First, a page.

McKinney police were in a no-win situation Friday before they ever arrived at a private pool party that became a very public matter.
Called over a scuffle at a homeowners association’s private pool, police were expected to accomplish a miracle after association managers failed.
For starters, police were asked to restore peace between resident adults and teens over one resident teen’s commercially promoted party, even though it had been advertised for days and managers had ample opportunity to act sooner.
Then, police were expected to do this three hours into the party, with emotions already high and more teens showing up, and the pool’s private security feeling overwhelmed.
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On top of all that, there is the matter of one McKinney police corporal who unholstered his service weapon during the ensuing melee, and who is seen in a guest’s video strong-arming and pinning down a 15-year-old girl in a bikini.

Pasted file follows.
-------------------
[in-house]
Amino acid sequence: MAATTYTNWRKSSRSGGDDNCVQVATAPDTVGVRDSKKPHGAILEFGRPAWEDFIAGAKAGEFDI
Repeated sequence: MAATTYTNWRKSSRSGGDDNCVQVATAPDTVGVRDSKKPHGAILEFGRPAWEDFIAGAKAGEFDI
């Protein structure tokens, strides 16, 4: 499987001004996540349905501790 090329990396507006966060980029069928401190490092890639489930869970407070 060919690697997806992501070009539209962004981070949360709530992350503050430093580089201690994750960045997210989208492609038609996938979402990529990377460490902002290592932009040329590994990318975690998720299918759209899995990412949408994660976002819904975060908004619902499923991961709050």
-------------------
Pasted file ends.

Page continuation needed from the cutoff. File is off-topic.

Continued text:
Most McKinney officers showed thoughtful restraint in trying to settle the crowd and sort out the scene, and McKinney residents should be proud of these officers’ measured response.
But in a situation that called for maturity and calm, Cpl. Eric Casebolt showed anything but.
With the party drawing a substantial crowd of African-American teenagers, a white officer drawing his gun evoked images and fears that do not fit with teenagers or private pool parties.
If racist or elitist comments by adults provoked the first scuffle or disturbance, as some witnesses have described, that only further shows how the conflict would have been better resolved by the Craig Ranch Community Association before the event, not with an expensive and risky use of city police power and resources.
McKinney Mayor Brian Loughmiller has said that he expects police and all city employees to “act professionally and with appropriate restraint.”
Most city officers did. Casebolt has resigned. There’s hope for resolution as McKinney goes forward.